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Young woman wearing earphones jogging on treadmill next to three other women on treadmills

When to test your blood sugar

Checking your blood glucose as recommended can help you see how your meals, medications and activities affect your blood sugar. The American Diabetes Association (ADA) recommends that you routinely test blood sugar levels to aid in managing your diabetes.1 Routine or daily testing For people using an insulin pump or insulin injections throughout the day, the ADA recommends testing multiple times daily.1 If you take another kind of medication, test your blood sugar level as often as your healthcare team recommends. You and your healthcare team will determine when you...

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Elderly male physician discussing treatment with elderly female patient

Acknowledging the impact of diabetes on body and mind—the new ADA Standards of Care.

Since 1988, the American Diabetes Association (ADA) has updated its Standards of Medical Care in Diabetes, pulling new learning into its guidance for healthcare providers. The biggest news this year is addressing the social and emotional aspects of successful diabetes management, going so far as to say "Lifestyle management and psychosocial care are the cornerstones of diabetes management." Of course, anyone with diabetes knows that the physical challenges are just one part of the story. We're glad to see the ADA urging healthcare professionals to look at all sides of diabetes, including mental health, what...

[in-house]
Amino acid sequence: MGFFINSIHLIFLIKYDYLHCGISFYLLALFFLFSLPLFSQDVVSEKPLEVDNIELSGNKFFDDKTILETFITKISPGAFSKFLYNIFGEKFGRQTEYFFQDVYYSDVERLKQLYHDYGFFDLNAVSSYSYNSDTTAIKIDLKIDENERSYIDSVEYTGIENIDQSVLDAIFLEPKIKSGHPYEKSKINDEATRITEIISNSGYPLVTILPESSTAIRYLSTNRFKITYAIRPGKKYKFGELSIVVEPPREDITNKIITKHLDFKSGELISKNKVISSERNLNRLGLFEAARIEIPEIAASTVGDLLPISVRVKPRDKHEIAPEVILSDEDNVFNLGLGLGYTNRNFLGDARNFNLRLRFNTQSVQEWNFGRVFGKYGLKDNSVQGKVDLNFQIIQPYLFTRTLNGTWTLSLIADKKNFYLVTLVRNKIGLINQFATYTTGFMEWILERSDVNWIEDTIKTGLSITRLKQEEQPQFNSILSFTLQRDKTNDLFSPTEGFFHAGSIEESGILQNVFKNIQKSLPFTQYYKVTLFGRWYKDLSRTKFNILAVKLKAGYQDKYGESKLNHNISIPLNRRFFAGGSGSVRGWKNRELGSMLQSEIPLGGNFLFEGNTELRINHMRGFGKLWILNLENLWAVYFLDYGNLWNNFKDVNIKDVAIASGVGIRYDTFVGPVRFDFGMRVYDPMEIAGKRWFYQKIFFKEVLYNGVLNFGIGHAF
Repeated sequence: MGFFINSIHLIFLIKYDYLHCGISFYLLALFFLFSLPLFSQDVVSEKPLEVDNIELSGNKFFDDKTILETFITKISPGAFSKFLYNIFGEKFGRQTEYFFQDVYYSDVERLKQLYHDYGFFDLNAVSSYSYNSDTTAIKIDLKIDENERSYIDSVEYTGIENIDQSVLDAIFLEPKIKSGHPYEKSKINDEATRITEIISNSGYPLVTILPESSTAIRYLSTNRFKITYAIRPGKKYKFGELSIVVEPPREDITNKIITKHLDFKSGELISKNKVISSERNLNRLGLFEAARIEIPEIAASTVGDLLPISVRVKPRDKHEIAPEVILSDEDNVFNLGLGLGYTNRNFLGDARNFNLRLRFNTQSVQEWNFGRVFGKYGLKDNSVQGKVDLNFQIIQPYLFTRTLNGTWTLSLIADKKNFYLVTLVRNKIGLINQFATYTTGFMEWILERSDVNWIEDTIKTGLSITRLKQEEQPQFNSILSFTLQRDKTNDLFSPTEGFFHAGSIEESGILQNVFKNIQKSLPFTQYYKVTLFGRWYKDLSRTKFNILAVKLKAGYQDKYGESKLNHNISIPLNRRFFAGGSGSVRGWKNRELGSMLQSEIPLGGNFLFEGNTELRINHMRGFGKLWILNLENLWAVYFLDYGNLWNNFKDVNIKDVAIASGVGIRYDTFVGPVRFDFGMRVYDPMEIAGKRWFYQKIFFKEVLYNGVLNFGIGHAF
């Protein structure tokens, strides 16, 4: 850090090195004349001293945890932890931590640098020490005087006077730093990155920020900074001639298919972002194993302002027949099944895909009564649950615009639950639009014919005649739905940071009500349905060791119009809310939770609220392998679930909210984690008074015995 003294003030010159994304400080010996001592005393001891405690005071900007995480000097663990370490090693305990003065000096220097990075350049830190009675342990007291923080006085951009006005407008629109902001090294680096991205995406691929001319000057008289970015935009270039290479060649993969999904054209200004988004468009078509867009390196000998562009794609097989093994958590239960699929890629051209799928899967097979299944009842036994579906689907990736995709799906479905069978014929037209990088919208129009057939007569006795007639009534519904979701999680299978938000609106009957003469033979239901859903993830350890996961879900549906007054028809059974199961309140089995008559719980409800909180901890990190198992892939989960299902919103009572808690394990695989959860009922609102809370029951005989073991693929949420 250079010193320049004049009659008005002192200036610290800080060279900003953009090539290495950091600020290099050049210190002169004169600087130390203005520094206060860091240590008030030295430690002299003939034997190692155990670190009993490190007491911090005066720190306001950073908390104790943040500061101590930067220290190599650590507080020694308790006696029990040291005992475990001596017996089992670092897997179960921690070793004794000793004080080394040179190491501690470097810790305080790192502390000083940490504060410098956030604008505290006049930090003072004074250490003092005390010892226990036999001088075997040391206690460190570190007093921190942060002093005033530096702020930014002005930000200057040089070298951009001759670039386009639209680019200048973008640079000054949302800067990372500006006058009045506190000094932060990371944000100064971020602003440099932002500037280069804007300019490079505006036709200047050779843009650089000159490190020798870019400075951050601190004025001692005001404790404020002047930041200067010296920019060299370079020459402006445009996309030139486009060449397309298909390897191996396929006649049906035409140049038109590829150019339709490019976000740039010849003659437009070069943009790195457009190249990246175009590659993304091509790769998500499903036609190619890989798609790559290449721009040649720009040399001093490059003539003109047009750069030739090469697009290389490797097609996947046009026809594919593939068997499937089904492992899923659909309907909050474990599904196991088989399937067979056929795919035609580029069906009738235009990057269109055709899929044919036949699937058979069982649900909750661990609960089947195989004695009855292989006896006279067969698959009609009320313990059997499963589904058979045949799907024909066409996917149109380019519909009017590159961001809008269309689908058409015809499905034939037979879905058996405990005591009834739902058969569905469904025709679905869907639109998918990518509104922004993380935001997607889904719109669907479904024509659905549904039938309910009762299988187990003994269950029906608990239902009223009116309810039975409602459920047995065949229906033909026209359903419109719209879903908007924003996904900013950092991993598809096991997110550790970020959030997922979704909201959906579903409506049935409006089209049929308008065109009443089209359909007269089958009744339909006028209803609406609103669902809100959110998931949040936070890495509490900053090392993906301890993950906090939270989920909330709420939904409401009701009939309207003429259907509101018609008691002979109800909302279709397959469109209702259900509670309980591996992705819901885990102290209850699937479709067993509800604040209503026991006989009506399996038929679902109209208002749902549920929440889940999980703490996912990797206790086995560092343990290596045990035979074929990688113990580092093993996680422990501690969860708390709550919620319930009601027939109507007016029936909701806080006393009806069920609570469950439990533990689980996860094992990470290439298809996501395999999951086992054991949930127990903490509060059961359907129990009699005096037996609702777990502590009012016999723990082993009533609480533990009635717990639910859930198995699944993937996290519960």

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Older man in glasses walking across the street

Sit less. Sounds easy, but how?

Are you sitting down? Probably. After all, the average American sits for nearly 8 hours a day.1 Between watching TV and using a computer, talking on the phone, eating, riding a bus or train, being in meetings or working at a desk, time spent sitting really adds up. We keep hearing suggestions to sit less, and it's good advice. After all, sitting around isn't good for your weight or burning blood sugar,1 nor is it doing your back or neck any favors. But recognizing a good idea and making it happen are two different things. Here are some thoughts about how to sit less in the new year:...

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Charm

Once we believe in ourselves, we can risk curiosity, wonder, or any experience that reveals the human spirit. - e. e. cummings Some people are born lucky—or maybe it just seems that way. What's their secret? Here are a few ideas for living your own charmed life. Choose. You decide whether to see the positive or negative in any situation. So focus on the beautiful sunrise instead of the heavy traffic. Keep your eyes peeled for the magic, and fight the urge to dwell on or discuss the things that don't go your way. Give. And keep giving—without keeping score....